Long before I had kids, I determined to face my personal insecurities head-on in an effort not to pass them on to my own daughter someday. I wanted my daughter to be bold in her interactions with others. Not brash, or harsh, just unafraid. Unafraid to do the right thing when she knew it needed to be done. Unafraid to look into the eyes of people she found interesting. Unafraid to make friends, and to keep them. Not so willing to follow the twisted trail that emotions can lead us down. I had shining examples of who I wanted my someday-daughter to be like, and don’t we all? Of course many of the things I imagined were just that, imaginary. You cannot simply cultivate a personality, as many a parent will tell you.
I just wanted to be able to be that shining example. To be a can-do, will-do, have-done, and now I am going to teach you kind of mom. So, for the sake of my daughter I got a little bit braver. I learned a little bit about a lot of stuff. Not long after Sean and I got married, I faced the critical point in my anxiety and depression. I imagined my someday-daughter as I fought with my own feelings for control over my mind, over my days. I did it for her.
I started collecting my weapons. I picked up Self-Confidence, wielding it at any insecurity that might rear its head. I picked up Truth, about me, about life, at least as big as I could picture Truth to be. One by one I strapped on the armaments I thought necessary to go to war with a culture bent on destroying girls at every turn, conservative, liberal, it didn’t matter. Everywhere all I could hear was that I wasn’t enough, and that I was too much. Not strong enough, too emotional. Not friendly, too open. Not lady-like, too girlie.
My first child was a boy. Theo. Despite all of this thought of my someday-daughter, I had always wanted a boy. I felt so lucky to hold him, love him, just be his mom. Soon I began to realize I battled for him, too. I fought with messages that told him who to be, and how to think of others. I wanted to be the shining example for him, too, that girls can do everything, anything they want to do. The weapons were getting heavier the more I strapped on. I was learning, I was growing. I was not fighting in vain. In this world, if we don’t fight as parents, it is a simple fact that someone else will win.
These weapons were building a syllabus, a textbook, of what I wanted to teach my daughter.
And my second child came. A girl. Chloe. I had prepared for this. I was not finished, I was not over every insecurity, but I knew enough to know that life goes on despite our failings. All of the lessons I had been storing up, all of those weapons? They were locked and loaded.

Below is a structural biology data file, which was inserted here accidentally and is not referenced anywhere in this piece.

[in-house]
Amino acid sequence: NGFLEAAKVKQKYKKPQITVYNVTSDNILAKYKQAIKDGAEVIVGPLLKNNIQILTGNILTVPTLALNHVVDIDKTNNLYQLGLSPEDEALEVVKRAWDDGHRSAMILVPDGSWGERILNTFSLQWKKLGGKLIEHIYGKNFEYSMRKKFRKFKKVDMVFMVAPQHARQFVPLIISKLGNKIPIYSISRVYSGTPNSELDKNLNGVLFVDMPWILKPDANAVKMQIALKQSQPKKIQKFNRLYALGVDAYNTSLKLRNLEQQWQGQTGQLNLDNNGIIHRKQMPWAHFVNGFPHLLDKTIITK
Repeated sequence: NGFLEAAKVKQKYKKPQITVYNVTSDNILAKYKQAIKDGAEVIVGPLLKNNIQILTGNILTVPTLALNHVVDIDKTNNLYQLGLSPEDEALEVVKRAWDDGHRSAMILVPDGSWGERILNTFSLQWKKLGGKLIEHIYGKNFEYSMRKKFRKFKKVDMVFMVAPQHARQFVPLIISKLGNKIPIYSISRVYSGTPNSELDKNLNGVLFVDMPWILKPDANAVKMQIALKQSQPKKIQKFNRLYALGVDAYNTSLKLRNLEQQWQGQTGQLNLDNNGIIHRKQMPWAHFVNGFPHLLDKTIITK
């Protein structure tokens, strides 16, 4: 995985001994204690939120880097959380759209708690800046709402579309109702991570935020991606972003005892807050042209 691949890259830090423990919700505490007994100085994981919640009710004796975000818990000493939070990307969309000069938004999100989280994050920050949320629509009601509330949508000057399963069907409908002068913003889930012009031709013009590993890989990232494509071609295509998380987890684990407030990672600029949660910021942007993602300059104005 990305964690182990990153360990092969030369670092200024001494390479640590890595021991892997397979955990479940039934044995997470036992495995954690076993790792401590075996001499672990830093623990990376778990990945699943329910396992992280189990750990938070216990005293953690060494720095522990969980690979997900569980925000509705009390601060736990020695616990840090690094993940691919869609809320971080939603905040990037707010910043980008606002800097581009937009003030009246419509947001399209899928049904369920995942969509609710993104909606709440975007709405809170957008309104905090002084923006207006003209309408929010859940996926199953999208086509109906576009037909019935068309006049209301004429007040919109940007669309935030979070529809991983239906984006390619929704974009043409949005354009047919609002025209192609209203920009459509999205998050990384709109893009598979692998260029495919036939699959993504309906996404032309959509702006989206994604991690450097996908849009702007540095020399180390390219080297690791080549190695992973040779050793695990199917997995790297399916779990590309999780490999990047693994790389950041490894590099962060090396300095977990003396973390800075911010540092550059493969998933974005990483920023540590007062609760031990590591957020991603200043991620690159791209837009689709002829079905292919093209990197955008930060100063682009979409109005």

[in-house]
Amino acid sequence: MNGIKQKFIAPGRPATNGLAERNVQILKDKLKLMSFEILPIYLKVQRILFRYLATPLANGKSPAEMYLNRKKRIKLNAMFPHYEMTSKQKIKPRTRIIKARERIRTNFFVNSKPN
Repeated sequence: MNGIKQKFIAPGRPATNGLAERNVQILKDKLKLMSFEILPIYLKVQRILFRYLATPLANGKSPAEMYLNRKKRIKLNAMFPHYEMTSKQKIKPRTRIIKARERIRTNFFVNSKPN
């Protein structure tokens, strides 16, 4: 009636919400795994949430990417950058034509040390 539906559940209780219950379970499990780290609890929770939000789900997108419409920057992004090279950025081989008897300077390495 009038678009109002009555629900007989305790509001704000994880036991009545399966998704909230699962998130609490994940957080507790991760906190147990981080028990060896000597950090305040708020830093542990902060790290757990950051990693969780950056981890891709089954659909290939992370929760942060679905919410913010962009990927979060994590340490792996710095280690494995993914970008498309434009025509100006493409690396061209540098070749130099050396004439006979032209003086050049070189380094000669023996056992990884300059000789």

Don’t we all imagine the things we would teach our daughters? Our sons? I imagined these were the easy days, before she could argue, before she could disregard these lessons I had so carefully prepared.
At Chloe’s one-year appointment, we realized she had some delays, in growth, and skills. We began testing. Blood tests, x-rays, an MRI, vision, hearing. Her tiny body had doctors puzzled. For two and half years, the tests continued. Heads were scratched. She grew, she gained little skills, like turning the pages of a book when she couldn’t point her finger to show me what she wanted. Things that would frustrate the average parent were small miracles in our house. Chloe learned to open the cabinet on her own! (Honey, take that toilet brush away from her!)
At age three she still was not walking, or talking. But she stole hearts right out of the air in any room she was in.
Many scary ideas were thrown at us, many frightening possibilities. I clung to my weapons, unsure what to do with them. In March of this year we finally got an answer. For so long, so many questions. With one phone call we found out. Rett Syndrome. Rett Syndrome was not the scariest of the possibilities, but it was still heartbreaking.
Chloe would be severely limited in her capabilities. WE described it to Theo, ever the doting older brother, this way: Chloe will always be Chloe, as she is now. She will learn some. She may walk, she may not. She may talk, she may not. He said, “I wish this thing had never gotten a hold of her.” He was lonely then for the sister he imagined she would be, the companion, the pal, he wanted.
The day we found out, I dropped my weapons. They crashed to the floor with a single phone call.
Now Chloe has a team. Teachers, therapists, doctors, all teaching me how to teach her. To walk with her tiny walker. To hold a fork or spoon. To control her hands.
And she is bold. She will look into the eyes of anyone who catches her interest. She will hold tight to anyone she wants to hold, familiar, or stranger. I don’t imagine she will ever think she is not enough, or too much. She is just Chloe, and she wants you to know she loves you, whoever you are, and here’s a smile to prove it. She hands out smiles for free, and people take those smiles with them as if they had just found a hundred-dollar bill.
She is four, and I want to be just like her. Disarming.
For more information on Rett Syndrome, see International Rett Syndrome Foundation.